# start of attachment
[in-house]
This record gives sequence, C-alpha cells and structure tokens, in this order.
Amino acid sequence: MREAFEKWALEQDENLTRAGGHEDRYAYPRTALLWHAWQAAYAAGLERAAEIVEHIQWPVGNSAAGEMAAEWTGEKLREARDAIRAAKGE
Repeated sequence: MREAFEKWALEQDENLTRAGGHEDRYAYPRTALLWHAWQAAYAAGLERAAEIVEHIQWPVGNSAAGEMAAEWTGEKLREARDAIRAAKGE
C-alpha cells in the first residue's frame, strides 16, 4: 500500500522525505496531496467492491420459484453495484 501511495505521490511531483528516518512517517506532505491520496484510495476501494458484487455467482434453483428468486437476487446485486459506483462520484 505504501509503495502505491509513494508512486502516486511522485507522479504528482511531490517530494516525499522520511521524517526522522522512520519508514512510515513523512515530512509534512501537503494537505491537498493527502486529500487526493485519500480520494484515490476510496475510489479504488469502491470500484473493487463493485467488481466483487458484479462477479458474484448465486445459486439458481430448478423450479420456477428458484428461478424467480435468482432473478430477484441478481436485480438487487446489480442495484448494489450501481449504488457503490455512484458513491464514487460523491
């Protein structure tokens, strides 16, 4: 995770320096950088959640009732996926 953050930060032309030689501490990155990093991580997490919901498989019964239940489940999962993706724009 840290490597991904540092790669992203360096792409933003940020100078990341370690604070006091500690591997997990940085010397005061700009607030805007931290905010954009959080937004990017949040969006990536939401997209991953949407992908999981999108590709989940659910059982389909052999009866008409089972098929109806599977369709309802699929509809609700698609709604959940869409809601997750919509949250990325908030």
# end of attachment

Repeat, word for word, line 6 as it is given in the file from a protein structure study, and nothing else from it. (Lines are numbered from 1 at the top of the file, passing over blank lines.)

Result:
């Protein structure tokens, strides 16, 4: 995770320096950088959640009732996926 953050930060032309030689501490990155990093991580997490919901498989019964239940489940999962993706724009 840290490597991904540092790669992203360096792409933003940020100078990341370690604070006091500690591997997990940085010397005061700009607030805007931290905010954009959080937004990017949040969006990536939401997209991953949407992908999981999108590709989940659910059982389909052999009866008409089972098929109806599977369709309802699929509809609700698609709604959940869409809601997750919509949250990325908030």